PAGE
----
This is the story of Dr Alfred Jones, a fisheries scientist - for whom diary notable events include the acquisition of a new electric toothbrush and getting his article on caddis fly larvae published in 'Trout and Salmon' - who finds himself reluctantly involved in a project to bring salmon fishing to the Highlands of the Yemen ...a project that will change his life, and the course of British political history forever. With a wickedly wonderful cast of characters - including a visionary Sheikh, a weasely spin doctor, Fred's devilish wife and a few thousand transplanted salmon - Salmon Fishing in the Yemen is a novel about hypocrisy and bureaucracy, dreams and deniability, and the transforming power of faith and love.
Yemen Engraved (Illustrations by foreign travellers 1680-1903)
Yemen has been a magnet to travellers for thousands of years, from the days of its reputed wealth through the trade of frankincense and myrrh and because of its strategic position on the southwest corner of the Arabian peninsula, linking east and west. A debt of gratitude is owed to the foreign travellers and artists for their engravings, gathered here for the first time--
This collection of engravings made between 1690 and 1900 will appeal to the general reader and to the researcher. The territory of Yemen is widely ranged--the islands, the Hadramaut, Sana'a, Taiz, Aden and Lahej... Here are beautifully detailed images of the scenery, historic towns and unique architecture, and portraits of the people and costumes of Yemen in all thier variety.
Ornithological Society of the Middle East
Birds of Yemen
Written by RF Porter and RP Martins and illustrated M Langman
Language: Text in Arabic, Bird names in English and Latin
Luggage and bags:
JohnnyOmani said it and I will second it. Cash is king in Yemen and most wallets will not stretch enough to carry all the bills you will end up with.
Toiletries and Medical Supplies: You can get most of what you might need in Sanaa and the other major towns or souqs but if you are partial to something it is probably a good idea to take it with you.
Photo Equipment: I think digital cameras are the way to go since charging them is not much of an issue if you've got an adaptor. Make sure you bring a good lense or have super zoom so you can get some good shots of those far away villages that you will pass by.
Miscellaneous: Needles if you are going to be there for some time. Why take a chance with the local Dr.
While I did not run into any mosquitos while I was there in late Feb/early March I did bring spray and took the anti-malarials to be safe. Better to be safe than sorry since being sick when you are on the road sucks.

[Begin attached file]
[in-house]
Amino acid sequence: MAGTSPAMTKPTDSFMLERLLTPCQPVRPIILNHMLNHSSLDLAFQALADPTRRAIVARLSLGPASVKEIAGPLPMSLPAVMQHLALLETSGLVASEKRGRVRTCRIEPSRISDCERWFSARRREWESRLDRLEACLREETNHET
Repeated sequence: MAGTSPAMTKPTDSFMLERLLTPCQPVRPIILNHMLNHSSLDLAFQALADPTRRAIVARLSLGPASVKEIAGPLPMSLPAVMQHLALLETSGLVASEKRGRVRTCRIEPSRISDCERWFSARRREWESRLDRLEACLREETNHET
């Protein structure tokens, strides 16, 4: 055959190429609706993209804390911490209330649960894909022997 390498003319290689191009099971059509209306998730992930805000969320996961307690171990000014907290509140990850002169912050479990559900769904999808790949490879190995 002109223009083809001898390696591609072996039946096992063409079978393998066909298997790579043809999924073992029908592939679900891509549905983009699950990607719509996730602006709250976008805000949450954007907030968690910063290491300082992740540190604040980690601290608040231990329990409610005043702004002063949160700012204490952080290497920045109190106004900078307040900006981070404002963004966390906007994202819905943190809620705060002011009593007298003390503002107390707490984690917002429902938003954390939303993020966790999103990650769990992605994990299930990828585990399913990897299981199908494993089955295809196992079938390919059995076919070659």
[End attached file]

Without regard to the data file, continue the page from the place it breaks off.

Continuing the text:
Toiletries and Medical Supplies: This is an absolute essential if you are going to travel to Yemen. The local pharmacies only handle after care which is no good if you are trying to stop the flies at night and depending on your hostel they can be persistant buggers! They are brutal and I heard they are extremely bad near the coast. Even the mid range hotel have beasties so be prepared with either repellent or mosquito net. If you do not have either then ask the local staff where you can find 'Pif Paf' which is known throughout the Gulf for being absolutely lethal to flies and insects. This stuff is so potent it can kill an insect in mid flight so spray your room and go for a walk and you should be ok. Overall, dont go without it!
Luggage and bags:
Do you want your own clothes? 5% of ALL bags get lost or delayed by airlines. Mostly because they do not have a luggage tag! Put the details of your hotel. They can find you!
Clothing/Shoes/Weather Gear: A good pair of shoes/boots and light coloured clothes, preferably a tan colour. You will get dusty and dark clothes show it more.
Toiletries and Medical Supplies: Sterile wipes for sure and your own soap. Many toilet facilities do not have any sort of soap. Diarrhoea tablets. They can be hard to find and only a few Pharmacies actually sell them. Aspirin. Very expensive in most of the developing world. Bandages for those blisters. Tissue for toilets that do not have any.
Photo Equipment: A lot of film or a large memory card. You will take a lot of pictures. The whole country is one big photo opportunity.
Camping/Beach/Outdoor Gear: Sunscreen. The sun is strong most of the year. You need an electric torch and/or a candle. The power does go out. Water. Water can de disrupted as well so always have some for your accommodation.
Miscellaneous: US Dollars or a strong currency like Euros or British Pounds. The local currency is not convertible. Exchange before you leave for the airport! A good Guide Book and some reading books would be handy. ** Also: Alcohol. It is legal here; you just have to be discreet.
absolutely PERFECT! We had all we need - hot water, cable TV, views and very interesting stay....more
I didn't stay there, but went there in early afternoon hoping for a cup of tea. But they don't have...more
Al Hawta Palace Hotel is situated on the outskirts of Say'un and is set in lovely landscaped...more
More Regions in Yemen